July 22, 2013 6 comments

Looks like a great book. Check it out …

Categories: Uncategorized

Caring for Your Writer – 10 Easy Steps for Friends & Family

June 23, 2013 4 comments

Ok, this was just too good to pass up. Great advice for those wondering what to do with their writer …

WORD SAVANT

Congratulations!  You are now the proud owner of a writer!  Your writer will perform amazing tricks for you, such as spending hours and hours by themselves working on something that they may never finish. Or, accumulating a small collection of editors who thank them for their work but it’s just not right for this publication.

You may be wondering how to feed and care for this moody and reclusive creature, who is “writing a novel” but won’t tell you what it’s about.  Writers need specialized care, so here are 10 easy Do’s and Don’ts to take care of this special breed.

  1. Do give them a minimum of 1 hour of writing time per day.  For many writers it may be more, but this is the minimum for a writer to stay healthy.  Also do not make your writer feel guilty about this.  It is really hard for them…

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Categories: Uncategorized

Book giveaway! (You heard me — a free book.) The contest starts NOW!

June 12, 2013 5 comments

Kevin is giving away a signed copy of his book, Parts Unknown. All you have to do is leave a comment and you’re in the running. I left mine 🙂

WHAT THE HELL

partsunknown

I’m giving away a copy of Parts Unknown this week. It’s a hardback, and I’ll inscribe it to the winner too.

Folks, this is a $10 value (see sidebar), and if you don’t win you can always cough up a tenner and get one for yourself!

Taking a page from the Accidental Cootchie Mama’s manual, (yes, I won the Mystery Hole T-shirt!), I’m going to pick a name randomly from the commenters to this post. I want at least 10 names in the pool, so I’ll keep this going till I reach that target. If I don’t hit 10 in a reasonable time, I’ll open it up to Twitter people who are scrounging for giveaways, and nobody wants that to happen. So tell your friends to come over and comment, or reblog this, or shout it from the hilltops.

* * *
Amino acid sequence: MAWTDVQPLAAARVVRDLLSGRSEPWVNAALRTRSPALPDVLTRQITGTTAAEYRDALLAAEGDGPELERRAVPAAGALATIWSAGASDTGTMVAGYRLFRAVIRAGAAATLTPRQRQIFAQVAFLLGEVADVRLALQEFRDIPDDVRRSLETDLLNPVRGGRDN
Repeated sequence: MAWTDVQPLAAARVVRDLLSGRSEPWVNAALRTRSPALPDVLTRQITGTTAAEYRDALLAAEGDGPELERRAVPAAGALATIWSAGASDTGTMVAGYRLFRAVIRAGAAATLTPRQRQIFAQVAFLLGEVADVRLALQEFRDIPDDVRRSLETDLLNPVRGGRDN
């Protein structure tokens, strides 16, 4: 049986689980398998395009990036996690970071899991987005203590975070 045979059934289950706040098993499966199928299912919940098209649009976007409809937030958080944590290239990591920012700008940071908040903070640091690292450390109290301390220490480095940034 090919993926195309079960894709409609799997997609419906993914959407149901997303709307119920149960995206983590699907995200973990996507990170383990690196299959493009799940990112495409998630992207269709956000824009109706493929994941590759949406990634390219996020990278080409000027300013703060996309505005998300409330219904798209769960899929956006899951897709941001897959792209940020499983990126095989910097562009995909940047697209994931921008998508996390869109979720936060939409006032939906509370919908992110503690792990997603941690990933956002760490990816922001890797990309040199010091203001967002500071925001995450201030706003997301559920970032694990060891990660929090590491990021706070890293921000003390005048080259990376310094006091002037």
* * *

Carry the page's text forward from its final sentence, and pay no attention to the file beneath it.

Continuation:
Be the first in your neighborhood to read this fine…

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Categories: Uncategorized

A Frustrated Reader

June 12, 2013 1 comment

Excellent points about those who are self-publishing. While I haven’t published anything yet, when I do you can be sure I’ll want to treat it as if I were going the traditional route.

Common Sense Experiences

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It’s nice to be wanted. I know every Indie writer searches for an avid reader like me.  I speed read and can easily devour up to 80,000 words a day.  I’m always hungry for a good story. I will overlook a lot for that elusive plot that will submerse me in another time and place, leaving behind the troubles of this world.

I’m willing to take on any genre, although I’m not fond of horror. Even then it depends on the voice of the writer and the plot line.  It should be a dance between me and the author. I want to be treated with respect and given their finest product.

Yet, I’m finding more often in the Indie world it’s about the writer’s ego and less about my enjoyment. I’m left to fend for myself.  I flounder in poor grammar, sentences that make no sense, wandering plots and…

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Categories: Uncategorized